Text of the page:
Thanks to Jennifer for sharing this great story of her dog, Lilly Mae's recovery from a fibrocartilaginous embolism (FCE). While recovery from FCE (and other neurological conditions, such as IVDD) is quite common, understandably most people prefer to put this difficult period behind them and we don't get to share these important stories.
Tell us about Lilly Mae's experience with FCE
Today we talk to Jennifer and find out what it is like to look after Molly, who was recently diagnosed with fibrocartilaginous embolism (FCE), as well as a newborn baby. She shares her story and the handy products that have helped their growing family adjust to their new way of life.
Can you tell us a bit about Molly?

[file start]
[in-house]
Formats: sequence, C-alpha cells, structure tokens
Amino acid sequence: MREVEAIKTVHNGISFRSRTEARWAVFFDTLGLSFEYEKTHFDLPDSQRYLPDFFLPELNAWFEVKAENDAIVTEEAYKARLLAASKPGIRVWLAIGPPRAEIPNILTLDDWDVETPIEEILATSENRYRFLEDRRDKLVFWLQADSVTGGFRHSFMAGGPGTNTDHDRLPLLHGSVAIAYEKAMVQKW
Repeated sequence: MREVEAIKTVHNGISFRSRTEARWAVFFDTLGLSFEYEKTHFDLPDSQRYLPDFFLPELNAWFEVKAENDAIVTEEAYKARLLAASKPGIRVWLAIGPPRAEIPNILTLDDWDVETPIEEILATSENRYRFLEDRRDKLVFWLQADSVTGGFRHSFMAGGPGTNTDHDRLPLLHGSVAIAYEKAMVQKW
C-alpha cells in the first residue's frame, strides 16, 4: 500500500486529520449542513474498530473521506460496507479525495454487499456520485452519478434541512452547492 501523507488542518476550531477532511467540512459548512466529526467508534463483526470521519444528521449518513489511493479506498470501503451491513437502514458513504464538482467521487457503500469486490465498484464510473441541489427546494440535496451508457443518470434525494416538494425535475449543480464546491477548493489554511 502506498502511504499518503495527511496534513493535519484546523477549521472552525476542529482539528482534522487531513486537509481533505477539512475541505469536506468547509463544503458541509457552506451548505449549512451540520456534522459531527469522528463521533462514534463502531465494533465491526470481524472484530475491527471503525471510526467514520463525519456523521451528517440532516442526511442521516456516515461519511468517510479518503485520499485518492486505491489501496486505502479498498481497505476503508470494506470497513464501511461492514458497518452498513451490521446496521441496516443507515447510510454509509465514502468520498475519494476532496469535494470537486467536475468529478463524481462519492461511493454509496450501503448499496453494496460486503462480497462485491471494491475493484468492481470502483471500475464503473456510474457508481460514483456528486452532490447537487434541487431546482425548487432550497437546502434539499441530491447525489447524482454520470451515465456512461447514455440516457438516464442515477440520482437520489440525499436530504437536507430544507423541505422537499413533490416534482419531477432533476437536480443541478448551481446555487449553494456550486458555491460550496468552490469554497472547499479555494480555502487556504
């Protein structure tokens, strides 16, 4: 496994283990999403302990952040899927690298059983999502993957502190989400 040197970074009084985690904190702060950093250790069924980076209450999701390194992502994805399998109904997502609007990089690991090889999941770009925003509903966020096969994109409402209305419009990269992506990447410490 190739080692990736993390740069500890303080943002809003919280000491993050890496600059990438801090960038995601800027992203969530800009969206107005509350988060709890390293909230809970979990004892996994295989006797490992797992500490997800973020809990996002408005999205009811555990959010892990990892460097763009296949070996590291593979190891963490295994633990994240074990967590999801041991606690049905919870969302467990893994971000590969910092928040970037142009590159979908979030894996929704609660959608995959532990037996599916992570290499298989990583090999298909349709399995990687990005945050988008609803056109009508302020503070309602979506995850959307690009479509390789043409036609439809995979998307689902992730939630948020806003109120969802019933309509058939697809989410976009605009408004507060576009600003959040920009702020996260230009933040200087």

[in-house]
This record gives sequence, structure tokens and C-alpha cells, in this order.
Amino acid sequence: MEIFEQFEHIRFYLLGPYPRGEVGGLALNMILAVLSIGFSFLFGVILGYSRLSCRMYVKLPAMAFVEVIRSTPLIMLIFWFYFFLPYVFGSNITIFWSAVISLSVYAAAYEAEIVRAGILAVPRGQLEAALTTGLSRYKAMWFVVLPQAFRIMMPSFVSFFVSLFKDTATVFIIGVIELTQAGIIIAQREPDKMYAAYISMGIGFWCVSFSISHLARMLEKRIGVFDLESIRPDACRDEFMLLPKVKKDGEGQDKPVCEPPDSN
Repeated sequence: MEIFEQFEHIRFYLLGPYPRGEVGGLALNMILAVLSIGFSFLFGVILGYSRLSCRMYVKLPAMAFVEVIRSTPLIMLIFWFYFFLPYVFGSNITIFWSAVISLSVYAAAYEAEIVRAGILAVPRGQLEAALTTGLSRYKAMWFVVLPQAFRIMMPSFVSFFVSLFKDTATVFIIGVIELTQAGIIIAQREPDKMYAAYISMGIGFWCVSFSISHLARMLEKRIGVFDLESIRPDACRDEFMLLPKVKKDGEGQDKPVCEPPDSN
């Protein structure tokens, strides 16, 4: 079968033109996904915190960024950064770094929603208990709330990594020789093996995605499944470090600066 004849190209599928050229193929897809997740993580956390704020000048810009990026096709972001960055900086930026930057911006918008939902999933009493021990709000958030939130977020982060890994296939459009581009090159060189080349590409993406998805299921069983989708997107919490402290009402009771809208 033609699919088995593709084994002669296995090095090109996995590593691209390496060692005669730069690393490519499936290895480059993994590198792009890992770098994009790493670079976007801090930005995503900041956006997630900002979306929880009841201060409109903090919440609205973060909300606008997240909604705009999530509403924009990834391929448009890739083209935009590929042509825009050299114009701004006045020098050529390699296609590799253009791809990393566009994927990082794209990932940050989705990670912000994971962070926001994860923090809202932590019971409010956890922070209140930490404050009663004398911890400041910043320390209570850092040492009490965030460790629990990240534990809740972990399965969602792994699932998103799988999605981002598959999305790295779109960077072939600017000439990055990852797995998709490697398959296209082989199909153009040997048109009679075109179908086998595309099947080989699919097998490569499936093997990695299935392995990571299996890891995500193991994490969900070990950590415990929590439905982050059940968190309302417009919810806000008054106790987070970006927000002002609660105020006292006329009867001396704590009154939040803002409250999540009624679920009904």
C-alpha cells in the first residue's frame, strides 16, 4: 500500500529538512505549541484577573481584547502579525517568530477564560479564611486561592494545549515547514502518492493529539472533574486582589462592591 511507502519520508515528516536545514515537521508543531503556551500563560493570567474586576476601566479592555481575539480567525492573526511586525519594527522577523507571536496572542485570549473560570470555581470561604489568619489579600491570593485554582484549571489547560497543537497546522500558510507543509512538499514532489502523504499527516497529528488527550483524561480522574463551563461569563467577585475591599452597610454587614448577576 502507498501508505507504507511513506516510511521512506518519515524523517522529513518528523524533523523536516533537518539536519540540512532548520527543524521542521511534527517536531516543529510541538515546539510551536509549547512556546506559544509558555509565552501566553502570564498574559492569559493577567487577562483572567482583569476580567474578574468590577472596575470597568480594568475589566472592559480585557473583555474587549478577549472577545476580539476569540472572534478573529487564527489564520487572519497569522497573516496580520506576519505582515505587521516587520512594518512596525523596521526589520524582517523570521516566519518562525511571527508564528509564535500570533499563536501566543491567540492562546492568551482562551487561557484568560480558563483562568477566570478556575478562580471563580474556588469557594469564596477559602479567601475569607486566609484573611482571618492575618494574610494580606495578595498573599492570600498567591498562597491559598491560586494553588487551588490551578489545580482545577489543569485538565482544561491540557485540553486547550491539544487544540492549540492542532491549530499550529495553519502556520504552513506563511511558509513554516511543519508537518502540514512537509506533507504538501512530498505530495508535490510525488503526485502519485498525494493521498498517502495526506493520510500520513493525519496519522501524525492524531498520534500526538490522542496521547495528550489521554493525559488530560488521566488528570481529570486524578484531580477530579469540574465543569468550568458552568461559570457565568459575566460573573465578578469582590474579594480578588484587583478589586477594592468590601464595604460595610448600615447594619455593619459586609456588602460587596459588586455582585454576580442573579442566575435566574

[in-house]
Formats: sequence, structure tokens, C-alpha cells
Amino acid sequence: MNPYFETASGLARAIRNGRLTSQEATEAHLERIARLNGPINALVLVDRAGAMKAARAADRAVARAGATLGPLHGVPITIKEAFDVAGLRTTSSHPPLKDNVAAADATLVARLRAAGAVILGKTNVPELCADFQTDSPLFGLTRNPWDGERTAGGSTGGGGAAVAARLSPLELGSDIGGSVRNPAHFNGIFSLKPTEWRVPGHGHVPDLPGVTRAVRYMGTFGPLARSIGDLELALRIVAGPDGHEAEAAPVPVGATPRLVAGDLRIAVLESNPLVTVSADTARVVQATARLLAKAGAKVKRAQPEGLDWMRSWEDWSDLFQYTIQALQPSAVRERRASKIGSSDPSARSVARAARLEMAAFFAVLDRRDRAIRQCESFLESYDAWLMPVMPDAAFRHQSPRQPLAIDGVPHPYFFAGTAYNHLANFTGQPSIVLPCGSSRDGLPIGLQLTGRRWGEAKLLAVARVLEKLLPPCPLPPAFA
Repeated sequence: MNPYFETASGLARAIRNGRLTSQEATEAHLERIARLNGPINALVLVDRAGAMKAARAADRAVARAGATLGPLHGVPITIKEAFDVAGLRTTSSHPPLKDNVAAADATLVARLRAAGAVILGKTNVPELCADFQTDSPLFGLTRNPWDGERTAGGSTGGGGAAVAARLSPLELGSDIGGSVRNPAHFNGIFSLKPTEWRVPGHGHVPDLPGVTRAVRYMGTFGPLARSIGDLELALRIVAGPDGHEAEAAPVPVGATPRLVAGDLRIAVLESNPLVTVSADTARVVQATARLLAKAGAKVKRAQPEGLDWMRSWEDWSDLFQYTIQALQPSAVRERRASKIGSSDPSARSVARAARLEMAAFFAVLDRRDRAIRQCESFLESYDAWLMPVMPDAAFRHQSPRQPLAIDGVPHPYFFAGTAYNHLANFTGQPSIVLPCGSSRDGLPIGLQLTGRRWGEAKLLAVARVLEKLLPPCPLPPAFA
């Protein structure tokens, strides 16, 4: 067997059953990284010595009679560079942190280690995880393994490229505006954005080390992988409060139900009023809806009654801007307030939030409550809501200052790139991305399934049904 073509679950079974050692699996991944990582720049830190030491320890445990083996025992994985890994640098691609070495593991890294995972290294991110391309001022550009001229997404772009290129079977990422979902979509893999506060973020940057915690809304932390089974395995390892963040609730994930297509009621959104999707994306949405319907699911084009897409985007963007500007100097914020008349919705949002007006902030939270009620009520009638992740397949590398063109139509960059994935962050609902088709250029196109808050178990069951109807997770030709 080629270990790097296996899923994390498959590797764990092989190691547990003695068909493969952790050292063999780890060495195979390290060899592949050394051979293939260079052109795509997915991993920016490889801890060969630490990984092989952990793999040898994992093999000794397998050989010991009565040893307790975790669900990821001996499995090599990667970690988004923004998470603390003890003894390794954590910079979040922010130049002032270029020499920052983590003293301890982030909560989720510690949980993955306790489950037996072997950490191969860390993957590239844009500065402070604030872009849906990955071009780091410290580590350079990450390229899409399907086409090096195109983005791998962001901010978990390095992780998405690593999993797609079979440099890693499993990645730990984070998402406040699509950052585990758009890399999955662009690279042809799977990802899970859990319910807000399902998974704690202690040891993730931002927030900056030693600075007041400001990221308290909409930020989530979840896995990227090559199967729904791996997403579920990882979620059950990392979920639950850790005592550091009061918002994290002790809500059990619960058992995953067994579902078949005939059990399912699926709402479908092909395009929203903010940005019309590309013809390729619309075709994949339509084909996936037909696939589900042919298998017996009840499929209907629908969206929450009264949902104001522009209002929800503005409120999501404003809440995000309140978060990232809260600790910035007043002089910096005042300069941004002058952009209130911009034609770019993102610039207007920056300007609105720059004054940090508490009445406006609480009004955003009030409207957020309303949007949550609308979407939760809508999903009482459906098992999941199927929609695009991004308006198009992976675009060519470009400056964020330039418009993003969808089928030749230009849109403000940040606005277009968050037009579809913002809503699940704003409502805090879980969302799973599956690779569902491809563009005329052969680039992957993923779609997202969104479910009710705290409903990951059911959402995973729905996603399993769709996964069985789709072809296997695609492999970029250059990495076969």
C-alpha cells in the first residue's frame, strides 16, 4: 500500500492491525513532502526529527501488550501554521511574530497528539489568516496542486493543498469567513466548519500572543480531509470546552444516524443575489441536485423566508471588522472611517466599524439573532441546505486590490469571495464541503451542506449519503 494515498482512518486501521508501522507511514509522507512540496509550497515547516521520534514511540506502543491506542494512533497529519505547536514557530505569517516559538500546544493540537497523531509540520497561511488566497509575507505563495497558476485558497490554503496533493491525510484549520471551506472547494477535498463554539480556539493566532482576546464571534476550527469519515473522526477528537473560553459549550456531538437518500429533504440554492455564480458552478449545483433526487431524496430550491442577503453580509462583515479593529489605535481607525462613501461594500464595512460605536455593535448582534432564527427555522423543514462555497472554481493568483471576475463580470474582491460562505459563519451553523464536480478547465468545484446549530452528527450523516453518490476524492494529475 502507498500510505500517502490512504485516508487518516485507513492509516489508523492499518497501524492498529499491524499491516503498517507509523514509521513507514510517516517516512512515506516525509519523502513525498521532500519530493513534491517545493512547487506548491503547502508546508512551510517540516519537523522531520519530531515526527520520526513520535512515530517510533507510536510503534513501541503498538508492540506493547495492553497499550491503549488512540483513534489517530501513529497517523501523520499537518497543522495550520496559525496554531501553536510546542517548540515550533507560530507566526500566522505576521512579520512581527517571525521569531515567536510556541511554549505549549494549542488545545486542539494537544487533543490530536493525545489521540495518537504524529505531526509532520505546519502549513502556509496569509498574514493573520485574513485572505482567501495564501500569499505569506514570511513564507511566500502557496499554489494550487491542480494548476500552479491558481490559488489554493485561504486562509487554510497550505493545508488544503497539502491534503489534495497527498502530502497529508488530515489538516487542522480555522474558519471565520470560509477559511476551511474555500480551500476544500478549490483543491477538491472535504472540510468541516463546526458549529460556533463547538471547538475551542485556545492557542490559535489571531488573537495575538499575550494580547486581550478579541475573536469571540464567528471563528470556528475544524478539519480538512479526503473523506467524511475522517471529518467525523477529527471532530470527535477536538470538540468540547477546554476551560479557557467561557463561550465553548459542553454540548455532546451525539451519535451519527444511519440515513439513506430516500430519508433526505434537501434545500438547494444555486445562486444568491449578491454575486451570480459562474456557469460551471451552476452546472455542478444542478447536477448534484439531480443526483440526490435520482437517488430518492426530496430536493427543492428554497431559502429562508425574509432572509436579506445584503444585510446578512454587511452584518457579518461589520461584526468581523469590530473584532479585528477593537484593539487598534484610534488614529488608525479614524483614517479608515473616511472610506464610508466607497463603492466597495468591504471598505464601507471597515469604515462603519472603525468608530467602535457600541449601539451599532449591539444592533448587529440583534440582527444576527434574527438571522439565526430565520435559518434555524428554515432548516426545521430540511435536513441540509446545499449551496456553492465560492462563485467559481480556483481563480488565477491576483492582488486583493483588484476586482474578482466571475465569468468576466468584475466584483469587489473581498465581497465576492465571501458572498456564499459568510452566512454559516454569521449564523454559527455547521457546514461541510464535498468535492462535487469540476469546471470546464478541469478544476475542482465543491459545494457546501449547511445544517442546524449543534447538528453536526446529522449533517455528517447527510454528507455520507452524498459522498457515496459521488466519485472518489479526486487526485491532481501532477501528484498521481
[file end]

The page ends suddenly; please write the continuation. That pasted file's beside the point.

Today we speak with Kindel about life with Edna. Edna has cerebellar hypoplasia which is a congenital disorder in which the cerebellum (the part of the brain responsible for coordination) does not fully develop. In Edna's case her cerebellum is almost non-existent.
Cerebellar hypoplasia in dogs is often not noticed at birth and only becomes apparent at around 6 weeks of age when they become more active. Dogs with this condition can appear uncoordinated and display jerky movements, or tremors.
Kindle is a great example of the fact that while there is no treatment for cerebellar hypoplasia in dogs, with a little extra care they can often go on to live happy lives. Thanks to Kindle for sharing her experience and advice on how to care for a dog with cerebellar hypoplasia.
What is a regular day like with Edna?
Search or select topics